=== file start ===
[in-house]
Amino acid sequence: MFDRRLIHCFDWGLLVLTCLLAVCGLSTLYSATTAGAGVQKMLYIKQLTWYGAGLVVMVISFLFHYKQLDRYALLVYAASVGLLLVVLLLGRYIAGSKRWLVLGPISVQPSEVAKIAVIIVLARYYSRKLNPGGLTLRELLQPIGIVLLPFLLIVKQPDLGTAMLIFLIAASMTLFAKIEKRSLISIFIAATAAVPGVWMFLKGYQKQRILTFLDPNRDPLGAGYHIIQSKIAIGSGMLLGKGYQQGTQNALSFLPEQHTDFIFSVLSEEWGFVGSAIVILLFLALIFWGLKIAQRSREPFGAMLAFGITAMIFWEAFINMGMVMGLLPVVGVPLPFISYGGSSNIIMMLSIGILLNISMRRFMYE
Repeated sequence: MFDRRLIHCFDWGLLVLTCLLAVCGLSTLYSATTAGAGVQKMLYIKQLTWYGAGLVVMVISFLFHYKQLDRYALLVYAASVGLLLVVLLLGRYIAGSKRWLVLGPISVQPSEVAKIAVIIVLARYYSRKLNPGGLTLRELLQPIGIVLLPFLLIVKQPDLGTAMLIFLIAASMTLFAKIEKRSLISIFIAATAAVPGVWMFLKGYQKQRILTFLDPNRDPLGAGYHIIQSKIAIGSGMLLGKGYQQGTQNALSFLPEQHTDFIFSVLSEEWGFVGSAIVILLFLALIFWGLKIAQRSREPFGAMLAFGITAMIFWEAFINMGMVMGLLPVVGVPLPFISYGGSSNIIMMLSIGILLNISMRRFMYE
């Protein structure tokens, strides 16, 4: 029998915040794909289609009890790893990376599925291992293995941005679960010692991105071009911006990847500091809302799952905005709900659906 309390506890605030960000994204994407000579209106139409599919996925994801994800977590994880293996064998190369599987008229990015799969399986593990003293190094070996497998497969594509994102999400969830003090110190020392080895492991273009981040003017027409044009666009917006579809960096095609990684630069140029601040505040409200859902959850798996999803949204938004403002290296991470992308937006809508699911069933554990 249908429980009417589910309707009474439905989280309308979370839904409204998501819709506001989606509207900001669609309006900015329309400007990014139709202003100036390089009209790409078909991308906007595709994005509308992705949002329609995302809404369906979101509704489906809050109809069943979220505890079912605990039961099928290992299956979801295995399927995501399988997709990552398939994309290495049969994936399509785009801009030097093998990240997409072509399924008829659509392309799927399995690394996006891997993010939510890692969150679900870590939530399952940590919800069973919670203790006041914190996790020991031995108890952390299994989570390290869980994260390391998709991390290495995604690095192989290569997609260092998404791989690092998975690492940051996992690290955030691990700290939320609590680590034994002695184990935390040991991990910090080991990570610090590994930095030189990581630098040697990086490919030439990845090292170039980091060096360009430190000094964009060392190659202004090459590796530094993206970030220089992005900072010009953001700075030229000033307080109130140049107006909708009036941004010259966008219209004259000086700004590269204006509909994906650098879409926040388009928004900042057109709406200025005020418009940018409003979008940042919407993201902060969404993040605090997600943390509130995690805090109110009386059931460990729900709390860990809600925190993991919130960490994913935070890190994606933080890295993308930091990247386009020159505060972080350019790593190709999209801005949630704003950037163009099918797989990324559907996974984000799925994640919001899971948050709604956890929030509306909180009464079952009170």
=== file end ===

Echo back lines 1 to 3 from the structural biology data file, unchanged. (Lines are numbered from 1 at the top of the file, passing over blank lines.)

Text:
[in-house]
Amino acid sequence: MFDRRLIHCFDWGLLVLTCLLAVCGLSTLYSATTAGAGVQKMLYIKQLTWYGAGLVVMVISFLFHYKQLDRYALLVYAASVGLLLVVLLLGRYIAGSKRWLVLGPISVQPSEVAKIAVIIVLARYYSRKLNPGGLTLRELLQPIGIVLLPFLLIVKQPDLGTAMLIFLIAASMTLFAKIEKRSLISIFIAATAAVPGVWMFLKGYQKQRILTFLDPNRDPLGAGYHIIQSKIAIGSGMLLGKGYQQGTQNALSFLPEQHTDFIFSVLSEEWGFVGSAIVILLFLALIFWGLKIAQRSREPFGAMLAFGITAMIFWEAFINMGMVMGLLPVVGVPLPFISYGGSSNIIMMLSIGILLNISMRRFMYE
Repeated sequence: MFDRRLIHCFDWGLLVLTCLLAVCGLSTLYSATTAGAGVQKMLYIKQLTWYGAGLVVMVISFLFHYKQLDRYALLVYAASVGLLLVVLLLGRYIAGSKRWLVLGPISVQPSEVAKIAVIIVLARYYSRKLNPGGLTLRELLQPIGIVLLPFLLIVKQPDLGTAMLIFLIAASMTLFAKIEKRSLISIFIAATAAVPGVWMFLKGYQKQRILTFLDPNRDPLGAGYHIIQSKIAIGSGMLLGKGYQQGTQNALSFLPEQHTDFIFSVLSEEWGFVGSAIVILLFLALIFWGLKIAQRSREPFGAMLAFGITAMIFWEAFINMGMVMGLLPVVGVPLPFISYGGSSNIIMMLSIGILLNISMRRFMYE